The film was just ok.  It is not going to win any awards or get the ravest of reviews, but it is worth going to see on the big screen.  And yes, the film ends where a 6th version could easily and logically begin.  Jason Bourne lives to be bourne again.

Salt Review

My wife and I saw SALT last night, but it wasn’t the movie I wanted to see.  I had hoped to convince her that Inception was the better flick.  I didn’t really know if that was true.  She countered that she had heard just the opposite.  The truth is she had heard from one friend and I had heard from nobody.  I had only seen the trailers and Inception just seemed more interesting.  I don’t like action thrillers all that much.  Ok, I take that back.  I like James Bond films and the Bourne trilogy of movies.   And I’d add Salt to this short list.  Heck, I’d add salt to just about anything – buttered popcorn (always more salt than I need), individual pieces of meat, tomatoes and watermelon, – try it, it’s incredible.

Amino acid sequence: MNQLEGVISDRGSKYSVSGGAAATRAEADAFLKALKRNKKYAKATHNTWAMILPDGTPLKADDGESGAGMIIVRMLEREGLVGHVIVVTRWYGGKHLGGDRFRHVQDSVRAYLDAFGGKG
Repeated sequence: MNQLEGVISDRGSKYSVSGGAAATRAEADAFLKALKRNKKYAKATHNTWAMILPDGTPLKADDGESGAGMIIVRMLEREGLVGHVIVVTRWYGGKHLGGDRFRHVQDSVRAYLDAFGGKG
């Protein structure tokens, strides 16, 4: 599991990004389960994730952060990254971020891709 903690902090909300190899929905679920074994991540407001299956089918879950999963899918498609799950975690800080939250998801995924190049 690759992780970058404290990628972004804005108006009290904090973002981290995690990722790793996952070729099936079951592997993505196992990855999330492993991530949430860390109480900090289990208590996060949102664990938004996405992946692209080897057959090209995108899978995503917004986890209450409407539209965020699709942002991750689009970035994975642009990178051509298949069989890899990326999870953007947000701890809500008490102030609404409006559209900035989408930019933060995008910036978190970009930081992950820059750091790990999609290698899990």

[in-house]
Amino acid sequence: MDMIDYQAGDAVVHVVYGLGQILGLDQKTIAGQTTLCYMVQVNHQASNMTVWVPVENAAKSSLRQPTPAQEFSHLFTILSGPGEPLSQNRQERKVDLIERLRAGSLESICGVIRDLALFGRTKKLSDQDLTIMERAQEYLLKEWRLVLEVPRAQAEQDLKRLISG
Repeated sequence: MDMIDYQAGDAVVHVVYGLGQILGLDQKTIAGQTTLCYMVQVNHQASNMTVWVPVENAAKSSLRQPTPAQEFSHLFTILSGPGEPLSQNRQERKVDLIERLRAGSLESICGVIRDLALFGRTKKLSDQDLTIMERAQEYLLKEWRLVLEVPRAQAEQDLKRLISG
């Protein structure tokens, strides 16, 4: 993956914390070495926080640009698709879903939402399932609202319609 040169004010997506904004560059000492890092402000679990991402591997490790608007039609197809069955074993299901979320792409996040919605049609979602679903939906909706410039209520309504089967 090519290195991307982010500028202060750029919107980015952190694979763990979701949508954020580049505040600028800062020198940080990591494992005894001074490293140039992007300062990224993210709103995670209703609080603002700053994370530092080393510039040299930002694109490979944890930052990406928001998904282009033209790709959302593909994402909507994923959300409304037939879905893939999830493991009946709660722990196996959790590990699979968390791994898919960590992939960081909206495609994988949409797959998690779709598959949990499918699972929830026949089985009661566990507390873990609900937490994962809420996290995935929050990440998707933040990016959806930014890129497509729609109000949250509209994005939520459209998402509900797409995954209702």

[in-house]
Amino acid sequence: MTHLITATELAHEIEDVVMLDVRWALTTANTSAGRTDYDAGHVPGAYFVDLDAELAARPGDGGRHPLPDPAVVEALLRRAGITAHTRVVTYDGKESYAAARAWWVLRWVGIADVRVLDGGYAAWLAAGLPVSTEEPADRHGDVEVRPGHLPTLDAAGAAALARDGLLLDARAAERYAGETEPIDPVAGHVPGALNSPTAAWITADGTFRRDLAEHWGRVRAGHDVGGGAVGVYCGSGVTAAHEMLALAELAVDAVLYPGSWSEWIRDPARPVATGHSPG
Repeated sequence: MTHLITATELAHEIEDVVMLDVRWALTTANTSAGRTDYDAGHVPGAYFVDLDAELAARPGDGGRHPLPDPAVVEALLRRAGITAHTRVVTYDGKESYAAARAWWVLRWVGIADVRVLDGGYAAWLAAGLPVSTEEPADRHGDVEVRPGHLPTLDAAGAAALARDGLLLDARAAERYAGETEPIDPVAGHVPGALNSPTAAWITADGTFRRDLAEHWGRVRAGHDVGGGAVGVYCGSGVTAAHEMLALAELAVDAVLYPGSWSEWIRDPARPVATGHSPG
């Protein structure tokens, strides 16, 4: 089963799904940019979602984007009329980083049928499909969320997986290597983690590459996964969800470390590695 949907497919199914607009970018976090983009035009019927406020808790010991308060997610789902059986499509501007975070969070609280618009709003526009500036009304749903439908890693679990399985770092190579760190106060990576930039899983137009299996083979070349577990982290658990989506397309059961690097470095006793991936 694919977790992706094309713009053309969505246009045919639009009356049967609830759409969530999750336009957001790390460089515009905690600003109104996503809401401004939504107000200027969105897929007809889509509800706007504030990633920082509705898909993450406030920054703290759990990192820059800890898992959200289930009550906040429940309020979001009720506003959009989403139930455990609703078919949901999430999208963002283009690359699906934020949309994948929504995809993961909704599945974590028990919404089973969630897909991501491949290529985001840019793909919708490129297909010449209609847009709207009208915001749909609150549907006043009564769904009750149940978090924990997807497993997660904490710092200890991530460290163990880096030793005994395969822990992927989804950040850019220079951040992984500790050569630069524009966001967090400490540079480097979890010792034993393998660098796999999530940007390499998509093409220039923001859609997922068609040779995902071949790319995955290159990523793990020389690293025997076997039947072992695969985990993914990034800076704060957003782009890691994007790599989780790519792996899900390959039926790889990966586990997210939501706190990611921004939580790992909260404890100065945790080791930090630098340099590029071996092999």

If you haven’t seen Salt or the trailers for it, you probably aren’t reading this review. But in case you don’t know, Salt is a CIA agent played by Angelina Jolie.  Like Jason Bourne, the character in the Bourne trilogy played by Matt Damon, Salt is a highly trained agent with supreme fighting skills.  Salt and Bourne would be one invincible team.

And  Jason Bourne and Evelyn Salt have more in common than a common employer.  They both have a German love interest.  Salt’s husband is a German arachnologist; Bourne’s love interest is Franka Potente who plays a German drifter of sorts.  Both characters play rogue agents turned hero, who show extreme loyalty to their mates.  Both speak Russian fluently.  And the two are master escape artists who have the uncanny ability to cause police car accidents and escape unscathed.